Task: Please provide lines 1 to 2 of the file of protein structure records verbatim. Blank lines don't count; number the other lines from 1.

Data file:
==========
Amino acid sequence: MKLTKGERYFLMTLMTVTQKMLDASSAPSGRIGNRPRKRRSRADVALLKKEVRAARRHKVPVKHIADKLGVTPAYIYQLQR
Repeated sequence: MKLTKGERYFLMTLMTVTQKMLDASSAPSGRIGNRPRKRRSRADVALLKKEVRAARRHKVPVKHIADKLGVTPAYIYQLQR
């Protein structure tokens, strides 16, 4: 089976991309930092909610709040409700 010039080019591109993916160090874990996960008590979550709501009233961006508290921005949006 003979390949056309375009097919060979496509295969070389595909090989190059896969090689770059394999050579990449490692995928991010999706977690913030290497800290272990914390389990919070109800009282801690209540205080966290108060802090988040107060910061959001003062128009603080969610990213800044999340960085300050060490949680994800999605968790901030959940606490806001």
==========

Amino acid sequence: MKLTKGERYFLMTLMTVTQKMLDASSAPSGRIGNRPRKRRSRADVALLKKEVRAARRHKVPVKHIADKLGVTPAYIYQLQR
Repeated sequence: MKLTKGERYFLMTLMTVTQKMLDASSAPSGRIGNRPRKRRSRADVALLKKEVRAARRHKVPVKHIADKLGVTPAYIYQLQR